The first two rounds of the Open Championship are the longest days in golf, and ESPN covers each round for 11 hours for some of the longest broadcasts of the year. The extended sunlight hours in the UK in July allow the R&A to put the entire 156-man field off the first tee, with almost 10 hours of rolling tee times from 6:30 a.m. past 4 p.m. local in Hoylake. It's an extremely long day, made longer for the American audience that braves the darkness and wakes up in the middle of the night to watch some of the top players in the world get 18 holes in before they have breakfast.
Fortunately for ESPN, Tiger Woods, the top TV draw by a mile, will play when most of the United States is awake and anxious to watch his every shot. Tiger fell on the AM side of the draw on Thursday, going out at 4 a.m. ET and wrapping up his first major championship round of the year just before 9 a.m. on the East Coast. For the second round, however, he'll head out at 9:05 a.m. ET and probably won't finish until 1:30 p.m. That's a pretty nice coverage window for ESPN, and it helps that Tiger is in the hunt at 3-under and currently tied for 10th.
When Woods takes the first tee, the TV coverage will already be some five hours into their 11-hour broadcast. ESPN will go live at 4 a.m. ET, with plenty of live look-ins and reports starting around 3:30 a.m. And this is one of the better golf broadcasts of the year, with Scott Van Pelt, Mike Tirico, Sean McDonough, and Peter Alliss all involved. Van Pelt always makes the coverage more entertaining, and he'll split duties with Tirico as the main anchor while the lead analysts will be a mix of Paul Azinger, Andy North, and some Curtis Strange.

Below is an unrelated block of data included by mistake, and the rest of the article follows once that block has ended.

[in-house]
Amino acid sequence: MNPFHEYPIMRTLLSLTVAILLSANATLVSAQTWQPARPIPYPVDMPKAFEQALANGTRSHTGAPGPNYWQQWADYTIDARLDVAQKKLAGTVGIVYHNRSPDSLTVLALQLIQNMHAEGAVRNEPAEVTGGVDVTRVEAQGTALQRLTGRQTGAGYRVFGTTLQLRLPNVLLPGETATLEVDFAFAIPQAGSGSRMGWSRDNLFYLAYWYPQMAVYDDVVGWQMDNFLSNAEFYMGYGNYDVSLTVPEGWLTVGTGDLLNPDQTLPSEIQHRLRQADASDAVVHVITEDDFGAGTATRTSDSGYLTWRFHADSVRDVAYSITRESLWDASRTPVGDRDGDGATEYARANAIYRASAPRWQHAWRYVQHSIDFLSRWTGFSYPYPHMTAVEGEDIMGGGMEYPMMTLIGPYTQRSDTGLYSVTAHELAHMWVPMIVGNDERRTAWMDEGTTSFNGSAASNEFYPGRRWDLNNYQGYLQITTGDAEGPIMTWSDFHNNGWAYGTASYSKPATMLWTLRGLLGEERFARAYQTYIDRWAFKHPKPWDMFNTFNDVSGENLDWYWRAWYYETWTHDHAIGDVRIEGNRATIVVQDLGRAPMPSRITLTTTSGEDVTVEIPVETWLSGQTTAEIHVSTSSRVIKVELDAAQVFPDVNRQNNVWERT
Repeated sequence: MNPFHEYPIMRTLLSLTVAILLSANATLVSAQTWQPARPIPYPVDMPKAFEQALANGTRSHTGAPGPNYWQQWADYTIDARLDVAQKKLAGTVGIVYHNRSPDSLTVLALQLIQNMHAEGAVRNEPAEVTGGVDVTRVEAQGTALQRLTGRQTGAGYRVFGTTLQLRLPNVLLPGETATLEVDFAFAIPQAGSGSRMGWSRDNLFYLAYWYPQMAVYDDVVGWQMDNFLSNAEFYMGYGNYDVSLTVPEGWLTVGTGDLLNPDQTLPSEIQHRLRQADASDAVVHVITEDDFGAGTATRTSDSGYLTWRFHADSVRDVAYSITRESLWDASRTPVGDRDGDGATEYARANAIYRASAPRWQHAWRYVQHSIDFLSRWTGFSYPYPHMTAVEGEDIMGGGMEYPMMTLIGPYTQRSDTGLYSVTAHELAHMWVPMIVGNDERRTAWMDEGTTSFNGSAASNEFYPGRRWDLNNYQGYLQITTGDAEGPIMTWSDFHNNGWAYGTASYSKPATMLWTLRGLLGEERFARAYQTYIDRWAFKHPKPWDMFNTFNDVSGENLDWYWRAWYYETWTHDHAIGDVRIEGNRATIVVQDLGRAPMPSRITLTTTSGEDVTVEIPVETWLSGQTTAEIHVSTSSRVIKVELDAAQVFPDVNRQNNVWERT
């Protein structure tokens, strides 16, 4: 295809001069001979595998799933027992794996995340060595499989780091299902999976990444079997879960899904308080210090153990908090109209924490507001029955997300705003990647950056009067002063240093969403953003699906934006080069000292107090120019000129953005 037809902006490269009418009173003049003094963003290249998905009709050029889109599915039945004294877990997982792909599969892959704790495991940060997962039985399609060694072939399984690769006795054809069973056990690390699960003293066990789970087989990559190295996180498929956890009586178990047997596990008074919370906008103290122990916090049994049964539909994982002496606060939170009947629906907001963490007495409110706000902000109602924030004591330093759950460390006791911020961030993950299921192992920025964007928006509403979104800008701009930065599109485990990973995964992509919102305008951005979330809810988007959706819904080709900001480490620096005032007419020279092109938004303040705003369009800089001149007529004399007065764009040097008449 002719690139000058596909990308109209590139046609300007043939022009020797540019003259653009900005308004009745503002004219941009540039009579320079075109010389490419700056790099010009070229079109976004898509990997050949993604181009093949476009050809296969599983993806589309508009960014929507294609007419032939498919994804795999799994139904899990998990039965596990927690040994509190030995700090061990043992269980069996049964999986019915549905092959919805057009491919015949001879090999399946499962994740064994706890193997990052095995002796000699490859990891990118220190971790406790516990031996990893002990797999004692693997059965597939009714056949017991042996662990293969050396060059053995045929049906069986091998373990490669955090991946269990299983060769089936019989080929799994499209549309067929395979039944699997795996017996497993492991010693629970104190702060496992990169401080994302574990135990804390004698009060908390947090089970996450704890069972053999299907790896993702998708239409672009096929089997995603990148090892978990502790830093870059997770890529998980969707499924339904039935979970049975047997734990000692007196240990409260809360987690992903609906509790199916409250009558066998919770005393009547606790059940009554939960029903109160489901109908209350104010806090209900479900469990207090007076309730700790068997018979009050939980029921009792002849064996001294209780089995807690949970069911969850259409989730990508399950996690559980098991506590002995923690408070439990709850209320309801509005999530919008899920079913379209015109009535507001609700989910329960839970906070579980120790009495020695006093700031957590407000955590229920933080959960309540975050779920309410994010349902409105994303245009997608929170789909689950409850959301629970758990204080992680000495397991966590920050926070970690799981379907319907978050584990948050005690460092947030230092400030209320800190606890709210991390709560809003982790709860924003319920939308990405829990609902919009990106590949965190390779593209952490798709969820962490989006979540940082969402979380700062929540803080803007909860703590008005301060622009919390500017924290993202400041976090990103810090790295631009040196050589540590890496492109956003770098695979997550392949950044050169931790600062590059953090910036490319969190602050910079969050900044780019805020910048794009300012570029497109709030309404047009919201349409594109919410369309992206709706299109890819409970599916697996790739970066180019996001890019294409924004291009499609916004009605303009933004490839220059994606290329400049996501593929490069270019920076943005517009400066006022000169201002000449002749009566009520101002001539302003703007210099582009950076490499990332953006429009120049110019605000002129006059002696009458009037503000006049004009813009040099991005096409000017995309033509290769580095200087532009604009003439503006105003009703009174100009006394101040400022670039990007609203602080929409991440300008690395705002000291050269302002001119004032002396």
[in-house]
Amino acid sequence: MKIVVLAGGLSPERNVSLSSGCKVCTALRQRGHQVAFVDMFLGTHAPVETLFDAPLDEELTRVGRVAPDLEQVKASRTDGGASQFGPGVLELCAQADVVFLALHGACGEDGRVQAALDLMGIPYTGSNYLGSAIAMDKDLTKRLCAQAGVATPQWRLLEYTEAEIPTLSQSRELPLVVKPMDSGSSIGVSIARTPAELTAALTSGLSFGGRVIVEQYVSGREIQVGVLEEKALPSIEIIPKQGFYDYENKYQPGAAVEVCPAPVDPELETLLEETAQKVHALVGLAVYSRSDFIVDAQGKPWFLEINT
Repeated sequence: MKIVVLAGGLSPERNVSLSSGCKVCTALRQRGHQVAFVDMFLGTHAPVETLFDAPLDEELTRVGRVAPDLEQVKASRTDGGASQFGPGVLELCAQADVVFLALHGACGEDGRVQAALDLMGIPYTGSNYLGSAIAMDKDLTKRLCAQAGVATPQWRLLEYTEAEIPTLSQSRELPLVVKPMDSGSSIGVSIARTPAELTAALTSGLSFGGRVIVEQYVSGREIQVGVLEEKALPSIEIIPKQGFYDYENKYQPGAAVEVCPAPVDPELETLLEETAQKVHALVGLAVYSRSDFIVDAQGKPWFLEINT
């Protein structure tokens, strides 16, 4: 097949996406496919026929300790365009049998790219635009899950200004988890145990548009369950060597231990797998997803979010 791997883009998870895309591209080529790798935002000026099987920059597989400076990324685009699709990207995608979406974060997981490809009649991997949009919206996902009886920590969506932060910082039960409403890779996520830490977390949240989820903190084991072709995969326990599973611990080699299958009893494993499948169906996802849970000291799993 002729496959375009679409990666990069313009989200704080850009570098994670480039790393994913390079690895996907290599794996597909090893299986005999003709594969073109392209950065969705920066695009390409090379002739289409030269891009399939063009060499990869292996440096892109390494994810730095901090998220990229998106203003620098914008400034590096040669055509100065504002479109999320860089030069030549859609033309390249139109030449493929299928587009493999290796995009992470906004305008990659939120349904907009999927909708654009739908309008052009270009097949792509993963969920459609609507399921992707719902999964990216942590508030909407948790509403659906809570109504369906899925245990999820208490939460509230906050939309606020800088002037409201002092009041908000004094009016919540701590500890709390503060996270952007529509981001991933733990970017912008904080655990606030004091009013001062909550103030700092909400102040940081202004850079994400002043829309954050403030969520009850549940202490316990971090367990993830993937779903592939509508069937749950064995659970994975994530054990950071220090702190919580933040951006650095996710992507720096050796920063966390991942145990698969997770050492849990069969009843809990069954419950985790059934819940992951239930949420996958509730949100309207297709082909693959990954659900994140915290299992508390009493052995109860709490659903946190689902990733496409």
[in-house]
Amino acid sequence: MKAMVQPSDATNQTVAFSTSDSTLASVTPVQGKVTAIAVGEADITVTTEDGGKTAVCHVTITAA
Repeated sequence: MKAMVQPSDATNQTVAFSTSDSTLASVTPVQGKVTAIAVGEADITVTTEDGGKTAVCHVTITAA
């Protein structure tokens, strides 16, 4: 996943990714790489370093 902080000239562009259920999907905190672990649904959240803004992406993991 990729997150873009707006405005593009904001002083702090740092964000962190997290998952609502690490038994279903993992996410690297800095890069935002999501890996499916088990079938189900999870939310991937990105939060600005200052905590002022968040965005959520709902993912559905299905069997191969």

The British Open
The British Open
While Tiger will headline the second half of the coverage, it will be defending champion Phil Mickelson out in the morning wave. Mickelson shot a 2-over 74 in the first round, playing in some of the tougher scoring conditions on Thursday. And it looks like it won't get any easier for the lefty, as the forecast calls for the morning draw on Friday to get the short end of the stick. The winds are expected to blow much more than they did in the first round, but then die off by the afternoon. The Open is the most prominent event where the luck of the draw so often plays a role in your chance to win, with conditions changing so significantly and rapidly that the AM wave and PM wave can play what amounts to two different golf courses. Adam Scott was really the only player to post a number late on Thursday, getting in at 4-under. He should still be in it at the midpoint, but Phil will have a harder time making up ground if all the guys playing after him on Friday will have easier chances at birdie.
The broadcasts on Saturday and Sunday, when the field is cut in half, are much more manageable and span the usual six-to-seven hour window. But Friday is the one of those two days of the year where it's exciting to wake up at ungodly hours and watch major championship golf. Here are all your media options for the second round at Royal Liverpool:
Friday's second round coverage
4 a.m. to 3 p.m. -- ESPN
4 a.m. to 3 p.m. -- ESPN3 simulcast of TV coverage, Spanish feed, and International (BBC) streams
4 a.m. to TBD ET -- ESPN3 Phil Mickelson (4:04 a.m.) and Tiger Woods (9:05 a.m.) cam, streaming every shot
4 a.m. ET -- ESPN3 featured holes stream, Nos. 13 through 15
7 a.m. to 1 p.m. ET -- ESPN Radio / PGA Tour Radio on Sirius-XM (Ch. 93/208)